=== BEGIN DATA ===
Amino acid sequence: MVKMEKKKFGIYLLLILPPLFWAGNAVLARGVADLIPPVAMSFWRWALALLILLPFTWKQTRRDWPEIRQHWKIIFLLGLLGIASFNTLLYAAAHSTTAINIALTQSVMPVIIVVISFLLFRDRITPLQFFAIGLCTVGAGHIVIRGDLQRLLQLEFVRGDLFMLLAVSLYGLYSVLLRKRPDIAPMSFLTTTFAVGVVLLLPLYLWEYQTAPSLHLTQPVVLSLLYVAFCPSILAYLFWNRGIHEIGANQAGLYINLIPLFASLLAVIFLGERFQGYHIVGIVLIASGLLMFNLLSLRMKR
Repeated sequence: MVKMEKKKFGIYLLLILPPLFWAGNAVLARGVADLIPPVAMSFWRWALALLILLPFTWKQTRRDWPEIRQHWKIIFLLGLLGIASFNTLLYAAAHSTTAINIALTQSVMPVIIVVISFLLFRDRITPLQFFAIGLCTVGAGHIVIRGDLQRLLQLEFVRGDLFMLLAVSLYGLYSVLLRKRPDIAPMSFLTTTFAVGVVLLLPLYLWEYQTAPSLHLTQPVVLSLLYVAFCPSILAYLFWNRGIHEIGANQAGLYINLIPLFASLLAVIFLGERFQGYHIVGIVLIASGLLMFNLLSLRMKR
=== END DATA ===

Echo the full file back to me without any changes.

Amino acid sequence: MVKMEKKKFGIYLLLILPPLFWAGNAVLARGVADLIPPVAMSFWRWALALLILLPFTWKQTRRDWPEIRQHWKIIFLLGLLGIASFNTLLYAAAHSTTAINIALTQSVMPVIIVVISFLLFRDRITPLQFFAIGLCTVGAGHIVIRGDLQRLLQLEFVRGDLFMLLAVSLYGLYSVLLRKRPDIAPMSFLTTTFAVGVVLLLPLYLWEYQTAPSLHLTQPVVLSLLYVAFCPSILAYLFWNRGIHEIGANQAGLYINLIPLFASLLAVIFLGERFQGYHIVGIVLIASGLLMFNLLSLRMKR
Repeated sequence: MVKMEKKKFGIYLLLILPPLFWAGNAVLARGVADLIPPVAMSFWRWALALLILLPFTWKQTRRDWPEIRQHWKIIFLLGLLGIASFNTLLYAAAHSTTAINIALTQSVMPVIIVVISFLLFRDRITPLQFFAIGLCTVGAGHIVIRGDLQRLLQLEFVRGDLFMLLAVSLYGLYSVLLRKRPDIAPMSFLTTTFAVGVVLLLPLYLWEYQTAPSLHLTQPVVLSLLYVAFCPSILAYLFWNRGIHEIGANQAGLYINLIPLFASLLAVIFLGERFQGYHIVGIVLIASGLLMFNLLSLRMKR